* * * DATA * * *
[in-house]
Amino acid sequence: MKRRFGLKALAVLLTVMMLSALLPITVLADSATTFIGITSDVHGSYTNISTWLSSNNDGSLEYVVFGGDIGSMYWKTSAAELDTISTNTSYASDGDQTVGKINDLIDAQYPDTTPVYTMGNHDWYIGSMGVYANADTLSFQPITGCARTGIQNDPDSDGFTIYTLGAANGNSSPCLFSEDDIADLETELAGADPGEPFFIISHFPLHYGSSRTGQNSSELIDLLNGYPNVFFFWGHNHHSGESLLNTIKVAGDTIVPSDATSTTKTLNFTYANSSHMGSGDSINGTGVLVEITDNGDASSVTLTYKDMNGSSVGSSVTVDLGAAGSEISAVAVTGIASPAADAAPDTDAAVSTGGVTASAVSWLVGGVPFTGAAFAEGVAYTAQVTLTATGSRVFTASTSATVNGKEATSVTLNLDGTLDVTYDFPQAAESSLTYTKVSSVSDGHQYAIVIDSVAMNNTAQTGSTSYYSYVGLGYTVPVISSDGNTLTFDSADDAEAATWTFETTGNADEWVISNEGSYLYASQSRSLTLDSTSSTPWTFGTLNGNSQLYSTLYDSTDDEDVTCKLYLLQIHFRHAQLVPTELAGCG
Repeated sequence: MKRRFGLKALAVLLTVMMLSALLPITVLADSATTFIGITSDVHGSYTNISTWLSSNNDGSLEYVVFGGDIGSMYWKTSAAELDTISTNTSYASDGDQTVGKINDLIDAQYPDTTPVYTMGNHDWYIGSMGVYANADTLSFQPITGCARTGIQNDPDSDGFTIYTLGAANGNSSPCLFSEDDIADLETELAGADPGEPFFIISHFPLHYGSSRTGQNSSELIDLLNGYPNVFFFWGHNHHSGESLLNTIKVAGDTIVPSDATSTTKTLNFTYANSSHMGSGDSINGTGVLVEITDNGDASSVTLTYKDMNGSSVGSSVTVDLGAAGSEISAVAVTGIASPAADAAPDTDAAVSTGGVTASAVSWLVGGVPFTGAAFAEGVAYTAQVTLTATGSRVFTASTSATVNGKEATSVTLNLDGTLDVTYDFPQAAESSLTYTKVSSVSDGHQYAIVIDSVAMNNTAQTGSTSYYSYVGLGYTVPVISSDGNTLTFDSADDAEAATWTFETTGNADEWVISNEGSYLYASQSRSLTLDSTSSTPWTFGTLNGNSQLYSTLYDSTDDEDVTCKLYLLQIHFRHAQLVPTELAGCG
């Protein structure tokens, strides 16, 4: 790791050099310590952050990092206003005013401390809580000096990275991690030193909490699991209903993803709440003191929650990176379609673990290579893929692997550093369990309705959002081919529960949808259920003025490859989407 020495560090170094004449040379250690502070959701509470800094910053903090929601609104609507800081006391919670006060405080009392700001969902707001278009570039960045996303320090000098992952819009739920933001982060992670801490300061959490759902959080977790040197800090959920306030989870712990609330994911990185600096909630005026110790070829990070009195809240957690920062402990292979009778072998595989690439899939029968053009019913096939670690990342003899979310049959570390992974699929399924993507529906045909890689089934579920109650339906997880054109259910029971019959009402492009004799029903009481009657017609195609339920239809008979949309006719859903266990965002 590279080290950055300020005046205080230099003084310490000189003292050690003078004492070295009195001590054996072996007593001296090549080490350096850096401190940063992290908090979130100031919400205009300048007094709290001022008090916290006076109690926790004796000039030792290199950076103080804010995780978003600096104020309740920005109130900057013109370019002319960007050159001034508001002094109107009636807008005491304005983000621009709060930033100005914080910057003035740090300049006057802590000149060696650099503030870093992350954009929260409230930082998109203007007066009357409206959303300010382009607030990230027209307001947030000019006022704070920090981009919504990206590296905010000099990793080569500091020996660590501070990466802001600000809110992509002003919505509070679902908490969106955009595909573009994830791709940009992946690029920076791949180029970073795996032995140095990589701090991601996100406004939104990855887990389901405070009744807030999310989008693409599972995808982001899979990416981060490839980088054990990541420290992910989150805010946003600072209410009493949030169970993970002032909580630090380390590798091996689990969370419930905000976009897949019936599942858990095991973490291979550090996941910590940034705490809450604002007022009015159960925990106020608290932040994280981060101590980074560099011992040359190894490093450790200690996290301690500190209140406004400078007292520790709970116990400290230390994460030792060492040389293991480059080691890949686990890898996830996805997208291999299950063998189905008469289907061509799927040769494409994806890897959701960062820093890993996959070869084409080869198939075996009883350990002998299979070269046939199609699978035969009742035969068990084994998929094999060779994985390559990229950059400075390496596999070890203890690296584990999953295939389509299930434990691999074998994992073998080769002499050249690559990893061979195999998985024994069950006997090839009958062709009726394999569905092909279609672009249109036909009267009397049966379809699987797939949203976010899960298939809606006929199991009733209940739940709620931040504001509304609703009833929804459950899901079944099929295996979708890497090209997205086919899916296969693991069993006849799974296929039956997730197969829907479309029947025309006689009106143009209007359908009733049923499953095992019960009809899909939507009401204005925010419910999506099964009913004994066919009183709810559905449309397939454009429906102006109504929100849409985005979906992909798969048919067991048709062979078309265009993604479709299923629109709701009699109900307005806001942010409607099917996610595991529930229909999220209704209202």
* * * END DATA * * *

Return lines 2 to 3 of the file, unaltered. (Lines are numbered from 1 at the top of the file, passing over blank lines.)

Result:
Amino acid sequence: MKRRFGLKALAVLLTVMMLSALLPITVLADSATTFIGITSDVHGSYTNISTWLSSNNDGSLEYVVFGGDIGSMYWKTSAAELDTISTNTSYASDGDQTVGKINDLIDAQYPDTTPVYTMGNHDWYIGSMGVYANADTLSFQPITGCARTGIQNDPDSDGFTIYTLGAANGNSSPCLFSEDDIADLETELAGADPGEPFFIISHFPLHYGSSRTGQNSSELIDLLNGYPNVFFFWGHNHHSGESLLNTIKVAGDTIVPSDATSTTKTLNFTYANSSHMGSGDSINGTGVLVEITDNGDASSVTLTYKDMNGSSVGSSVTVDLGAAGSEISAVAVTGIASPAADAAPDTDAAVSTGGVTASAVSWLVGGVPFTGAAFAEGVAYTAQVTLTATGSRVFTASTSATVNGKEATSVTLNLDGTLDVTYDFPQAAESSLTYTKVSSVSDGHQYAIVIDSVAMNNTAQTGSTSYYSYVGLGYTVPVISSDGNTLTFDSADDAEAATWTFETTGNADEWVISNEGSYLYASQSRSLTLDSTSSTPWTFGTLNGNSQLYSTLYDSTDDEDVTCKLYLLQIHFRHAQLVPTELAGCG
Repeated sequence: MKRRFGLKALAVLLTVMMLSALLPITVLADSATTFIGITSDVHGSYTNISTWLSSNNDGSLEYVVFGGDIGSMYWKTSAAELDTISTNTSYASDGDQTVGKINDLIDAQYPDTTPVYTMGNHDWYIGSMGVYANADTLSFQPITGCARTGIQNDPDSDGFTIYTLGAANGNSSPCLFSEDDIADLETELAGADPGEPFFIISHFPLHYGSSRTGQNSSELIDLLNGYPNVFFFWGHNHHSGESLLNTIKVAGDTIVPSDATSTTKTLNFTYANSSHMGSGDSINGTGVLVEITDNGDASSVTLTYKDMNGSSVGSSVTVDLGAAGSEISAVAVTGIASPAADAAPDTDAAVSTGGVTASAVSWLVGGVPFTGAAFAEGVAYTAQVTLTATGSRVFTASTSATVNGKEATSVTLNLDGTLDVTYDFPQAAESSLTYTKVSSVSDGHQYAIVIDSVAMNNTAQTGSTSYYSYVGLGYTVPVISSDGNTLTFDSADDAEAATWTFETTGNADEWVISNEGSYLYASQSRSLTLDSTSSTPWTFGTLNGNSQLYSTLYDSTDDEDVTCKLYLLQIHFRHAQLVPTELAGCG